In most cases, institutional aid comes in the form of grants or scholarships, which means that you don’t have to pay them back.

Usually, institutional aid is awarded based on either financial need, academic merit, or both. As with other types of aid, the first step is to complete a FAFSA. This allows your school to determine what need-based aid they may offer you.

In addition, some schools have additional forms to complete, so be sure to check with the financial aid office or your counselor. Keep in mind that institutional aid is usually very competitive because of the limited amount of funds available, so be sure to check all requirements before submitting your application.


Private financial aid usually comes in two forms:

  • Private Student Loans
  • Private Scholarships

Private scholarships, such as those offered through Unigo.com, range from a couple hundred bucks to ten thousand dollars or more. Do you research to find which scholarships you qualify for.

Private student loans are offered through independent lenders, such as banks or credit unions. While each has unique requirements, many offer benefits such as variable APR, reduced interest rates for automatic debit, and loans with or without a cosigner.


While often college tuition costs more than most families have saved in the bank (especially for families with multiple children), personal savings are an important part of paying for college.

Usually, personal savings can cover:

  • Portion of your tuition
  • Travel
  • Food
  • Books
  • Study materials

However, personal savings don;t always have to come from your own piggy bank or from your parents. In fact, sometimes friends or extended family members can contribute as well.

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There are many type of financial aid that comes from the sources listed above. Some of these options are listed below so that you can learn how to apply and find out which is the perfect source of financial aid for you.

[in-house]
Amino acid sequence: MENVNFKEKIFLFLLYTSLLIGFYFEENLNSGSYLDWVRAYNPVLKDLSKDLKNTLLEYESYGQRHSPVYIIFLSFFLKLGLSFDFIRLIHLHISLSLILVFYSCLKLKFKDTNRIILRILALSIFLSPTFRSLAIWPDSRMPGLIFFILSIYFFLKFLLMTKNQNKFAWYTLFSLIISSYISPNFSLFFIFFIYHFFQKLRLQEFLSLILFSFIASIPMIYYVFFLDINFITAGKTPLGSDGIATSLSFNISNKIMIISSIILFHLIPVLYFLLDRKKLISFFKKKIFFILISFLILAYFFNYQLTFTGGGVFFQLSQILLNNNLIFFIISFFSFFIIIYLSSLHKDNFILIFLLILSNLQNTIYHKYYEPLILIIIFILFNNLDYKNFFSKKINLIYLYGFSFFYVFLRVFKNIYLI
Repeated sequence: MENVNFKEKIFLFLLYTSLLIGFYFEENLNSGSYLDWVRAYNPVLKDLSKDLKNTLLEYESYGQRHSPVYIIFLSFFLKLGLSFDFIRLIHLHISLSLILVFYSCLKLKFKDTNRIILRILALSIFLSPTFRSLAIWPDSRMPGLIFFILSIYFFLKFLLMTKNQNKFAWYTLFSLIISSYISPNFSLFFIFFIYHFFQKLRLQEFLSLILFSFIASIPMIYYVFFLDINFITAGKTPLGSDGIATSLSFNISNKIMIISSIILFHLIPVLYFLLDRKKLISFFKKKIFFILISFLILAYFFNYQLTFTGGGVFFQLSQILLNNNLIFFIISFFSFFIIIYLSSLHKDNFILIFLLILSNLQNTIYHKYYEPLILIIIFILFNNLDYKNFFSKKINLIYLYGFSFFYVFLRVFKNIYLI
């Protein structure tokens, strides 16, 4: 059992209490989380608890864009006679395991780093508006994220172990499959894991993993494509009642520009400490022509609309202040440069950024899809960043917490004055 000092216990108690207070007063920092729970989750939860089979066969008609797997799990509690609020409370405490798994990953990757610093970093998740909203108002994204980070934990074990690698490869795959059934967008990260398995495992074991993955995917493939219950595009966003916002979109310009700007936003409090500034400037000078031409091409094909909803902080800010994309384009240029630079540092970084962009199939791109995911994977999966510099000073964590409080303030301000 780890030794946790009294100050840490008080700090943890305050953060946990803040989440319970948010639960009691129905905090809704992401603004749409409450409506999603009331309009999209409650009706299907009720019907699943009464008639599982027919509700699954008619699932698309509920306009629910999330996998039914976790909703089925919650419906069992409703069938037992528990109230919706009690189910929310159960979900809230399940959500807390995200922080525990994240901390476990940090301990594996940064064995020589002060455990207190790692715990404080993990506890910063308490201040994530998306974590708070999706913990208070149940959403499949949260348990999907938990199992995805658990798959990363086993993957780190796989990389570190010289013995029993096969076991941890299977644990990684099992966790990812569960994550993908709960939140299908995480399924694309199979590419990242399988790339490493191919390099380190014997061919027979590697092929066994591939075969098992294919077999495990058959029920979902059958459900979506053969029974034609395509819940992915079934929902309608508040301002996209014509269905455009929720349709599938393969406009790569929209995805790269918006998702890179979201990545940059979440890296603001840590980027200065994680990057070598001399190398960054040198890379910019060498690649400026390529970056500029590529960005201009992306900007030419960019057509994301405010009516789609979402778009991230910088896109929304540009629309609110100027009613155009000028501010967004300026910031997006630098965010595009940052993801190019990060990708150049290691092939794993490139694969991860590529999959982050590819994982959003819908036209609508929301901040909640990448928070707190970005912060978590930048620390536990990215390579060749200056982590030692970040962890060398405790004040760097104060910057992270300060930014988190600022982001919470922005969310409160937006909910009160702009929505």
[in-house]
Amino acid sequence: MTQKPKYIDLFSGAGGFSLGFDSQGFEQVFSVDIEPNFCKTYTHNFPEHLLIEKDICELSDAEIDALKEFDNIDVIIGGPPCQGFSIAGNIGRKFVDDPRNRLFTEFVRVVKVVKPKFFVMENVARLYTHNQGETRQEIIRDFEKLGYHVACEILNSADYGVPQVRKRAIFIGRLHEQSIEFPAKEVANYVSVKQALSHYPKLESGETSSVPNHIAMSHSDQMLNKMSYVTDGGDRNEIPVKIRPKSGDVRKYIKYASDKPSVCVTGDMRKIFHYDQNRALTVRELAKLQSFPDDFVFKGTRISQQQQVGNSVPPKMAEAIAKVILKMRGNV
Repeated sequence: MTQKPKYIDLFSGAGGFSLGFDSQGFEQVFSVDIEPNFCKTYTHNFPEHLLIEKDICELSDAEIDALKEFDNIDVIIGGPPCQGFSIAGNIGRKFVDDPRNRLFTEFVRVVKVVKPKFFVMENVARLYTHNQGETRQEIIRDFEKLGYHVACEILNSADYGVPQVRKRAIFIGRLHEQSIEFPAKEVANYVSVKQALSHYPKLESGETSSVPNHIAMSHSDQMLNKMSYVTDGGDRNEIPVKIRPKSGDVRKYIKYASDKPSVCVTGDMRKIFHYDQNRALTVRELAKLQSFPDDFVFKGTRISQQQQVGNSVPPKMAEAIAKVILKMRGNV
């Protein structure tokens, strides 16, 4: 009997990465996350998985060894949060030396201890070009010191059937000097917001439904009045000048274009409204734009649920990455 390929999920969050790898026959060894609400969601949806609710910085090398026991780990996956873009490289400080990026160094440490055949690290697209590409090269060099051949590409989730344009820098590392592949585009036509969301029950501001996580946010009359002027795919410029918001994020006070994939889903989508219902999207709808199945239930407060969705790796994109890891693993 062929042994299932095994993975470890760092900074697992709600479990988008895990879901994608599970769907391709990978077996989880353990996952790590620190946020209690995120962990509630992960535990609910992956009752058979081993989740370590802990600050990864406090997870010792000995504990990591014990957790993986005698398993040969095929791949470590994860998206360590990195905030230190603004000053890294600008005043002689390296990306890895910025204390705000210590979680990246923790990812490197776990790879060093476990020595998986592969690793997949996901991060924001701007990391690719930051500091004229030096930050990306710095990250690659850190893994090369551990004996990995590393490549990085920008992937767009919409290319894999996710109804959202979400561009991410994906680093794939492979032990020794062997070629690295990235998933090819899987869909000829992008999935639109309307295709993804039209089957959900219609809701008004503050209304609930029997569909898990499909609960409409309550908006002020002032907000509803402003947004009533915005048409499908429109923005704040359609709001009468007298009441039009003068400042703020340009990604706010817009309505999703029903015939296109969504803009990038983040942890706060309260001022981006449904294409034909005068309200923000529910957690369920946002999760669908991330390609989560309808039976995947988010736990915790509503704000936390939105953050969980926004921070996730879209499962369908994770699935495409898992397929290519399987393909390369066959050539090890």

As mentioned, many colleges and universities offer grants based on financial need or merit. There are too many of these to list here, so be sure to contact your counselor or financial aid office to find out specific options at your school.

In addition, there are also a variety of grants offered by the federal government. Some of these options are listed below.


These are usually awarded to undergraduate students who have not yet earned a bachelor’s degree. The maximum award for the 2018-2019 is $5,920, however the exact amount award depends on:

  • Student’s financial need
  • College’s cost of attendance
  • Student’s enrollment status
  • Length of the academic year in which student is enrolled


These grants are awarded to undergraduate students with exceptional financial need and the amount awarded is determined by the college’s financial aid office and depends on the student’s financial need and the availability of funds at the college.


Awarded to students who intend to teach in a public or private elementary or secondary school that serves low-income families, these grants could turn into loans if the service requirement is not met.


These grants are awarded to students whose parents or guardians were members of the Armed Forces and died as a result of performing military service in Iraq or Afghanistan after September 11, 2001. To qualify, a student must be under 24 years old or enrolled in college at the time of the parent or guardian’s death.


Scholarships are some of the best ways to earn financial aid for your degree because it’s free money. However, you do need to find scholarships that you qualify for and send applications. But that’s a little bit of effort for possibly thousands of dollars in awards if you win.

While the bigger awards may be enticing (and it’s a good idea to apply), the smaller amounts such as $500, $1,000, or $2,500 may have less applicants, which may increase your odds of winning. Plus, a few of those amounts could make a huge difference when it comes to paying for your degree.

Check out some scholarships with upcoming deadlines and apply today! EducationConnection is also proud to sponsor a scholarship for Military Active Duty and Veterans.


Check out the different types of federal student loans below to find specific requirements.


As the largest federal student loan program, and with the U.S. Department of Education as the lender, there are four types of Direct Loans:

  1. Direct Subsidized Loans: loans made to eligible undergraduate students who demonstrate financial need
  2. Direct Unsubsidized Loans: loans made to eligible undergraduate, graduate, and professional students, but the students don’t need to demonstrate financial need
  3. Direct PLUS Loans: loans made to graduate or professional students, or the parents of dependent undergraduate students, to help pay for education-related expenses not covered by other financial aid
  4. Direct Consolidation Loans: loans that allow you to combine all of your eligible federal student loans into a single loan with one loan servicer